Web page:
• 2012: $20 per month
  • Lowest in budget history: $0

Hair Cuts/Salon

  • 2014:$10 per month (Just the girls get hair cuts at the local beauty college – Cassie cut bangs and the boy’s hair at home)
  • 2013: $10 per month (no change)
  • Lowest in budget history: $5 per month

Babysitting

  • 2014: $20 month
  • 2013: $20 month (Same)
  • Lowest in budget history: None – $0

Allowances: for the kids, we give them .50 per year per week

  • 2014: $108 total
      • Alex – $20
      • Cassie -$20
      • 10 year old – $20
      • 9 year old – $18
      • 7 year old – $14
      • 5 year old – $10
      • 3-year old – $6
  • 2013: Same formula but $96 due to younger ages
  • Lowest in budget history: none – $0 (not a good idea as we couldn’t stick to it – give yourself something)

Homeschooling/Education

  • 2014:
    • $150 per month for supplies, books, curricula, etc.
    • $198 Tutor fees ($2375 annually in tutoring fees for 4 kids)
  • 2013: $160 per month (covers supplies, books, curricula, etc.)
  • Lowest in budget history: none as it wasn’t needed with 2 babies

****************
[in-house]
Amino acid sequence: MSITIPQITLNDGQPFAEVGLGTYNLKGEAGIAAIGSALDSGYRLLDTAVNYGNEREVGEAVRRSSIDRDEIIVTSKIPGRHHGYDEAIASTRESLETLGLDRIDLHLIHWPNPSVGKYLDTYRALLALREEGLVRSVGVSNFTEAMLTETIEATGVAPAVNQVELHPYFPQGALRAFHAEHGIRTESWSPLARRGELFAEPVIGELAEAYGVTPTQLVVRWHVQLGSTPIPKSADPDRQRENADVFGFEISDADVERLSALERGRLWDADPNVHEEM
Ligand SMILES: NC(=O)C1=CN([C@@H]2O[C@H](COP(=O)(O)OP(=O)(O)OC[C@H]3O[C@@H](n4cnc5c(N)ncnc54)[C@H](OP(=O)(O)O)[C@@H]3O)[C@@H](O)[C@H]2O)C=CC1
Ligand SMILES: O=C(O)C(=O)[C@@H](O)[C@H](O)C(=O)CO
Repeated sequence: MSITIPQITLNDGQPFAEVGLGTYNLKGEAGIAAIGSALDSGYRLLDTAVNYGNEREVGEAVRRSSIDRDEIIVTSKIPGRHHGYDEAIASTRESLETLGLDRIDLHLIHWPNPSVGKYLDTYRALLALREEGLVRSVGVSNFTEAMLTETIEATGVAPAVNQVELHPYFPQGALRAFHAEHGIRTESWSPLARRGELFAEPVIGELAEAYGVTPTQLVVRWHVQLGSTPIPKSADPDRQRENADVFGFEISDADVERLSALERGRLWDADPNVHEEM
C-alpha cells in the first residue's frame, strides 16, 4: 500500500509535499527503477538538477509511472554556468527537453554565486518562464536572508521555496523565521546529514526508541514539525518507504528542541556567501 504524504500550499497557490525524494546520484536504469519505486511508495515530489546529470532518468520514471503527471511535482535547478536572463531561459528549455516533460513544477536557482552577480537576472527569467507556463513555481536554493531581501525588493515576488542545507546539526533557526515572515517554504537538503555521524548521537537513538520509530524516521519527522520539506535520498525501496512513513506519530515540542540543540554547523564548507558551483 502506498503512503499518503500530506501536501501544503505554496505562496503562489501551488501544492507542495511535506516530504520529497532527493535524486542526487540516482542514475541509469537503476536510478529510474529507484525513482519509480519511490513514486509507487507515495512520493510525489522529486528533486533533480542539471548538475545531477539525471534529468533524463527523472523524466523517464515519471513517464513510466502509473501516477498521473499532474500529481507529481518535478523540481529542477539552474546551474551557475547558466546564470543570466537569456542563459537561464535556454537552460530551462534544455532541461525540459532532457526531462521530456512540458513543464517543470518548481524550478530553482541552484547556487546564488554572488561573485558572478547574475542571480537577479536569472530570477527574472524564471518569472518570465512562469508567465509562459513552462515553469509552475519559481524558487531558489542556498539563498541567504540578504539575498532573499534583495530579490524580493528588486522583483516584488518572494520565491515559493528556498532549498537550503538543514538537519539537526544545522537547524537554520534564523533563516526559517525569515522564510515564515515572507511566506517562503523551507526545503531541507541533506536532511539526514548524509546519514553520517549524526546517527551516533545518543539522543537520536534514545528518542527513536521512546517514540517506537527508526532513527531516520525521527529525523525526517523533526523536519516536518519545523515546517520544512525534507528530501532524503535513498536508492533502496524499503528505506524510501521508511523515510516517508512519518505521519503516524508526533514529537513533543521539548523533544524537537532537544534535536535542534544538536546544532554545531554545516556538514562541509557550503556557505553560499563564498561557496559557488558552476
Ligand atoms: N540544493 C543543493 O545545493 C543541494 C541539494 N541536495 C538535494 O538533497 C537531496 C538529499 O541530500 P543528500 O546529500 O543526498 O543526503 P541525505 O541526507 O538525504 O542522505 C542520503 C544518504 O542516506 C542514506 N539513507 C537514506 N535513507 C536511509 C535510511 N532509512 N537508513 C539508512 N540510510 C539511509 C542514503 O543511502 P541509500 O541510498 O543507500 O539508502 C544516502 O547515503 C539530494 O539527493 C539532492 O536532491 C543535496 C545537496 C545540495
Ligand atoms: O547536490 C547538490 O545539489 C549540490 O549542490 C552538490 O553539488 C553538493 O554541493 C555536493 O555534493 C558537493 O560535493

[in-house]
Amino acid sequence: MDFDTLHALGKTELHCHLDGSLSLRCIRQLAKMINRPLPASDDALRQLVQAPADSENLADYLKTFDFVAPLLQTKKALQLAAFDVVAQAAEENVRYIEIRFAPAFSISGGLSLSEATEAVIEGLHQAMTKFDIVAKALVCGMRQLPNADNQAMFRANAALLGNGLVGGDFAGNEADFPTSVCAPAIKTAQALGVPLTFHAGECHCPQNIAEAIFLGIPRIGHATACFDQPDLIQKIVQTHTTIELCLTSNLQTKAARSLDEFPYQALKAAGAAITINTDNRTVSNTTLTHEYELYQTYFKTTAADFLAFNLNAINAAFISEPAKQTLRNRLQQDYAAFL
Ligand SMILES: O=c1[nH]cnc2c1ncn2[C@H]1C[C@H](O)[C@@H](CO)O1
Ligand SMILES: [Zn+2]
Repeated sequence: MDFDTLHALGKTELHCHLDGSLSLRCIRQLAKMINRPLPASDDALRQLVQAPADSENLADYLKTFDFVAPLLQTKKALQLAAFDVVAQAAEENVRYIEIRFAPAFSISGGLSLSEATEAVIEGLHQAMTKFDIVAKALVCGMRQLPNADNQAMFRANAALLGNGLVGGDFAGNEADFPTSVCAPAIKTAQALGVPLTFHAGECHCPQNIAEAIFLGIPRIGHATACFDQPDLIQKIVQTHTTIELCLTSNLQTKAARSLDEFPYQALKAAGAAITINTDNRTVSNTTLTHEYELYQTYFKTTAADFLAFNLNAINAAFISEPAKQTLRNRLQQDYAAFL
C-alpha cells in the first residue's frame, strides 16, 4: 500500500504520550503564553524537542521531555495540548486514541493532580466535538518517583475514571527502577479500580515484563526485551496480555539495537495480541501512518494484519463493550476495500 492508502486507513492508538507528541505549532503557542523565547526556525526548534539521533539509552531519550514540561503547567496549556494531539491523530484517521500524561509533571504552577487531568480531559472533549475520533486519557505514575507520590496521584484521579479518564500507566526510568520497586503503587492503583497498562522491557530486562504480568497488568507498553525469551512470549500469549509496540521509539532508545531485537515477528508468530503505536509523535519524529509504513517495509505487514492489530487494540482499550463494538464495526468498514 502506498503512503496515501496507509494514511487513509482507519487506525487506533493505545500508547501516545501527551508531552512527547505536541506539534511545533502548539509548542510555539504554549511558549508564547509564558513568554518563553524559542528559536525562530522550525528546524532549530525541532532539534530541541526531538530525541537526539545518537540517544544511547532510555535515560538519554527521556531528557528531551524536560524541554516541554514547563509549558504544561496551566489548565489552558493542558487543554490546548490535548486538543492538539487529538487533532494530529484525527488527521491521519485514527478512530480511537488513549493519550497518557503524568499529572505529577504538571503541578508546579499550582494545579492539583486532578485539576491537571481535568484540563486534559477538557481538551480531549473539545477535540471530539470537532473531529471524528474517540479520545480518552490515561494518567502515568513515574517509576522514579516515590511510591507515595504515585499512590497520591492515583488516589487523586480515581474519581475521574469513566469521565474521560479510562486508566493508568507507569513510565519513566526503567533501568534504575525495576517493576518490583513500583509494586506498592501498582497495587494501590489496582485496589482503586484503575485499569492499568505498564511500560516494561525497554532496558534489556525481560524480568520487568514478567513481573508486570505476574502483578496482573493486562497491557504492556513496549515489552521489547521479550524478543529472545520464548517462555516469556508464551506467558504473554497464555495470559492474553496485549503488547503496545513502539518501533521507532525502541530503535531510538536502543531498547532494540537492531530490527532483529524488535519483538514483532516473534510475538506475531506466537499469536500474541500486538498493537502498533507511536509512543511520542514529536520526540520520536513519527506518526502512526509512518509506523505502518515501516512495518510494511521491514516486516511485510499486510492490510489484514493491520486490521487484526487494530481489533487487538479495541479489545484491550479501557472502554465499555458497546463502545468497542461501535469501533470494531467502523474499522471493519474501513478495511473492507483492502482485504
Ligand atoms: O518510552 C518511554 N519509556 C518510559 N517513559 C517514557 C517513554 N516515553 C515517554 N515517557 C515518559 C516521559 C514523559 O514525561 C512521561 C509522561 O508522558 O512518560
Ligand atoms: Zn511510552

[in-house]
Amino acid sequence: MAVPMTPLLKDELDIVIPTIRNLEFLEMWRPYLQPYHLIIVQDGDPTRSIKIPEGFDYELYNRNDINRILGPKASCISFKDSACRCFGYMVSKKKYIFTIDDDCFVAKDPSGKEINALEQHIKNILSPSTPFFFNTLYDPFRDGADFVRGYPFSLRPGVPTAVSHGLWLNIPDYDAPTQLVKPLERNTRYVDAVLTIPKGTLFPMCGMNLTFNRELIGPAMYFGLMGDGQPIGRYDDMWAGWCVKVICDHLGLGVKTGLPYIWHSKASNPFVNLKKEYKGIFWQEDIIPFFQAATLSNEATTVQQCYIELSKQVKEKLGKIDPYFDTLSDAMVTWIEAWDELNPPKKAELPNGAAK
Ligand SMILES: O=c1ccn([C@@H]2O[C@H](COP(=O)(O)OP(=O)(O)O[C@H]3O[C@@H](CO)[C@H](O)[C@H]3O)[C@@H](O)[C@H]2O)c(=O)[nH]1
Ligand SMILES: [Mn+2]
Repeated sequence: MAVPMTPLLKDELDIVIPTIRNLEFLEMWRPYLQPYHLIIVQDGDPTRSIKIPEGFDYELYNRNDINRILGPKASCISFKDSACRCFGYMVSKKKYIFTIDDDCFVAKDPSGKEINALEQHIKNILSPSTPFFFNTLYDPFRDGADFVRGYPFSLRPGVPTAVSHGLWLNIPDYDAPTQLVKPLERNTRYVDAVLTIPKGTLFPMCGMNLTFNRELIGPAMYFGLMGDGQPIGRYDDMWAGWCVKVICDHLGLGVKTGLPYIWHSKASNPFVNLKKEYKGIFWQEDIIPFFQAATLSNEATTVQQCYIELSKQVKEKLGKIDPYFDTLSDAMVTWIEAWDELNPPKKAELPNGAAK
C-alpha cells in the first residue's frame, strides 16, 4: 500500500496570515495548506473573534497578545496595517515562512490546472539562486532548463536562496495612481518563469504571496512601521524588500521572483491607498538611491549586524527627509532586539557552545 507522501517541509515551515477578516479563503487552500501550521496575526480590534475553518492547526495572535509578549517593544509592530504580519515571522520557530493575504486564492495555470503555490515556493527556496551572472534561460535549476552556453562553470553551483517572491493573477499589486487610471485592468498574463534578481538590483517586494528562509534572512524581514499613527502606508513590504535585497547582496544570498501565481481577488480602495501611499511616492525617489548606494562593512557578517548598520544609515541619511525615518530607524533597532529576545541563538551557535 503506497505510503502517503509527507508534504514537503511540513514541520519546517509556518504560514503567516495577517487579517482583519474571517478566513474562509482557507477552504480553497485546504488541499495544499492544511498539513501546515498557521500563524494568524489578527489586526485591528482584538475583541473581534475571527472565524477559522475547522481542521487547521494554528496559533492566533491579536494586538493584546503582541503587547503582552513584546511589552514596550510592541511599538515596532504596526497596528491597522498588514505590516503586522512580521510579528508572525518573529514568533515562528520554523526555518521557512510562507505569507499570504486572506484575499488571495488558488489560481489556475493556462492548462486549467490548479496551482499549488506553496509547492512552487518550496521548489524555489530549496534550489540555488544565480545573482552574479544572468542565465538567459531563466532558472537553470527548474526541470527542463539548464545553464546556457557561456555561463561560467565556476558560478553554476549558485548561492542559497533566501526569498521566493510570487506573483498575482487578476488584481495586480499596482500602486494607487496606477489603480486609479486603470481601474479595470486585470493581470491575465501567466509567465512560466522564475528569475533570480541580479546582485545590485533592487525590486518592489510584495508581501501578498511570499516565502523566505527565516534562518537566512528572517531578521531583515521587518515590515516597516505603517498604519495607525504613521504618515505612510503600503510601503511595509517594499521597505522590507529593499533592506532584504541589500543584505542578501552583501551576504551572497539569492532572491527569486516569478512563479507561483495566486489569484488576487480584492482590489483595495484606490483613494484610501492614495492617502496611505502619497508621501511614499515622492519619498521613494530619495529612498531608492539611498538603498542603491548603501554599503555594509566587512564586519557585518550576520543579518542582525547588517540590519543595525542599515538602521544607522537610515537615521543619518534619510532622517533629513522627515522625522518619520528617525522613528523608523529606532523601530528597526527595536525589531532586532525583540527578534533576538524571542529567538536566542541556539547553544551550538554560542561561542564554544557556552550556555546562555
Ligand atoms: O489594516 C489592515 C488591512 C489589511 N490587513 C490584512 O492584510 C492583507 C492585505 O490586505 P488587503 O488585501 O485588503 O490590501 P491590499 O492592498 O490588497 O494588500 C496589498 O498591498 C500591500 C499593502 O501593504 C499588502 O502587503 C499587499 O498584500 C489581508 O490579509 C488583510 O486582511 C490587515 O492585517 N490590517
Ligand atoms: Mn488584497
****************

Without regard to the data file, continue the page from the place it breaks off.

Totals in Living Expenses:

2014: $1,556 per month (it is actually $1,600 as we also give ourselves nearly a $100 incidentals) – which is $19,200 this year

Past years:

2013: $1,609 (it is actually $1,700 as we also give ourselves nearly a $100 incidentals) – which is $20,400 for the year

2012: $1,349 (Actual amount we budgeted $1,450 to include incidentals and the biggest change was in the groceries from $300 to $500) – which is just over $16,000 for the year.

Lowest in budget history for living expenses category: $335, but we had it at $400 to cover incidentals and Christmas.  BUT… we really, really struggled to stick with this and found it nearly impossible.  This was in our unsuccessful 3 years of only paying off $15k debt.  It wasn’t until we became realistic and started our 2×2 plan that we were successful in sticking with our budget and seeing big debt changes by paying off $85k the next 3.5 years.   The 2×2 plan is how we would recommend making and sticking to a budget and you will get to your rock bottom budget soon and much less painfully!